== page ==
The Illinois Clean Jobs Bill, introduced in Springfield last year, calls for improved energy efficiency and for 35 percent of state power to come from renewable energy by 2030. The bill, proponents claims, will bring the state into compliance with new federal regulations.

Obama’s Clean Power Plan, laid out Monday by the Environmental Protection Agency, calls on all states to reduce carbon dioxide emissions from energy plants to levels 30 percent below 2005 levels by 2030.

“By implementing policies like the Illinois Clean Jobs Bill and Clean Power Plan that promotes job creation, innovation and competition on the state and federal level, our clean energy sector can finally realize its potential,” said Quigley, D-Ill.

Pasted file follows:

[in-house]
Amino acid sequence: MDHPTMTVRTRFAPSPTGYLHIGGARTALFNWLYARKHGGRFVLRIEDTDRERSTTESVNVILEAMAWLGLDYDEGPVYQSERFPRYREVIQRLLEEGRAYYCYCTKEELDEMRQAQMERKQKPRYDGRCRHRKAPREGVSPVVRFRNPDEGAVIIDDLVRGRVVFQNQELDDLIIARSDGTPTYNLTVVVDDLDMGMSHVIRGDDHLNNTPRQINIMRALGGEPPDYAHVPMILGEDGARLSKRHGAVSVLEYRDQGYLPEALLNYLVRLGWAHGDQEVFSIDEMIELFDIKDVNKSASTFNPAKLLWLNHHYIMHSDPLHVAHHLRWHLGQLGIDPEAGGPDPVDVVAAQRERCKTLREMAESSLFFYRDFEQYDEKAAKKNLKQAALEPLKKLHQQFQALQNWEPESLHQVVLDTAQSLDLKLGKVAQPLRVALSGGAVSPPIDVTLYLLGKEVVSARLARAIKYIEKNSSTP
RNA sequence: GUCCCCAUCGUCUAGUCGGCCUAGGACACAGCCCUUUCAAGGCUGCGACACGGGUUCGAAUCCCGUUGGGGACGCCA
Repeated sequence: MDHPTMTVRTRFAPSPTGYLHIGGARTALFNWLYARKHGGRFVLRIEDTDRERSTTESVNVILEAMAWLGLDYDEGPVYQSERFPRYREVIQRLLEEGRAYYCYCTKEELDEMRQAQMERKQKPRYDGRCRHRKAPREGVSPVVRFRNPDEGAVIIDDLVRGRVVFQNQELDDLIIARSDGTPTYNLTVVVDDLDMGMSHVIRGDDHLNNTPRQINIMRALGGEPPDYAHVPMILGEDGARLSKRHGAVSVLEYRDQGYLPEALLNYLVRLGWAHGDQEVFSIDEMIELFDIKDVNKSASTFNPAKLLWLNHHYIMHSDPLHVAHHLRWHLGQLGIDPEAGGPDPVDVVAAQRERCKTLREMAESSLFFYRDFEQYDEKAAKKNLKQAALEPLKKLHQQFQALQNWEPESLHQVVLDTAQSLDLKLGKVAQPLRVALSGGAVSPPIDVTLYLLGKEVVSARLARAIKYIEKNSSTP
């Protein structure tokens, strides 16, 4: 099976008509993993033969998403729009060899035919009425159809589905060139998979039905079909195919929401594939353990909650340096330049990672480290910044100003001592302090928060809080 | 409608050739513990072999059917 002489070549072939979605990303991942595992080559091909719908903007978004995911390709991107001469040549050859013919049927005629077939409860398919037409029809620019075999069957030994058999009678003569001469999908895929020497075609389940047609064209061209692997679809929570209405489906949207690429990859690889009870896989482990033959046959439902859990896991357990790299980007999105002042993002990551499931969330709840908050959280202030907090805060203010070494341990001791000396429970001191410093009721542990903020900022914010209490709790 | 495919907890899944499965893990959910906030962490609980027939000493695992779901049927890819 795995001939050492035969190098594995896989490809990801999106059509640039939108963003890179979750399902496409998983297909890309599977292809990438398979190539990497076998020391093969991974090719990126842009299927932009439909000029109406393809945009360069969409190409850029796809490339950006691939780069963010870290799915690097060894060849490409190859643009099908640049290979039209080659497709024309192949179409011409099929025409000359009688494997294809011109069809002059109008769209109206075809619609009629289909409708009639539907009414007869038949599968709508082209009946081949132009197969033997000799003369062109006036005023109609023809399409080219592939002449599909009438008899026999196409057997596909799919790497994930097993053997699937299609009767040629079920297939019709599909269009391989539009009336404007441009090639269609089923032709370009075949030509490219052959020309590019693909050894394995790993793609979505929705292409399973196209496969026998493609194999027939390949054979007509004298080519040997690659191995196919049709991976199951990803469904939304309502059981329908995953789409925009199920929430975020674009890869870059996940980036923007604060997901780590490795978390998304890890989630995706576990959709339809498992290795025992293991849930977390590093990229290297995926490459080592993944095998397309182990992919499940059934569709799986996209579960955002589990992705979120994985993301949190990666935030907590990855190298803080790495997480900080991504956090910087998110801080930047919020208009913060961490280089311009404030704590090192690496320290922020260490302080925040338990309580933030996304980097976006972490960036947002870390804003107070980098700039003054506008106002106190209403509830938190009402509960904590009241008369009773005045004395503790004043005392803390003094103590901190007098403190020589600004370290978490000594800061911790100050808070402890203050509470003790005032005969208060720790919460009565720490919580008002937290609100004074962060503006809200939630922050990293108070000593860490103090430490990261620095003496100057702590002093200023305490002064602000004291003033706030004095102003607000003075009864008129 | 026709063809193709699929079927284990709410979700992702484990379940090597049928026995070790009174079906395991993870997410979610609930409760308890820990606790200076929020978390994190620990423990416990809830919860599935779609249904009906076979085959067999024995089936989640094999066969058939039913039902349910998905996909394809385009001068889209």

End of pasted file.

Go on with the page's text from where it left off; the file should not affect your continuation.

Illinois has until 2018 to come up with a final plan to reach the federal goals.

The Clean Jobs Bill is one of the several pieces of energy-related legislation before the state Legislature that would affect Illinois’ ultimate proposal.

Obama’s plan is expected to face legal and political challenges, but David Kolata, executive director of consumer watchdog Citizens Utility Board, views the Clean Power Plan as “an opportunity for Illinois consumers.”

“If Illinois does what it should, consumer bills should go down by at least $100 a year by the time the plan is implemented,” said Kolata, a promoter of the Clean Jobs Bill as a catalyst to meet federal limits.

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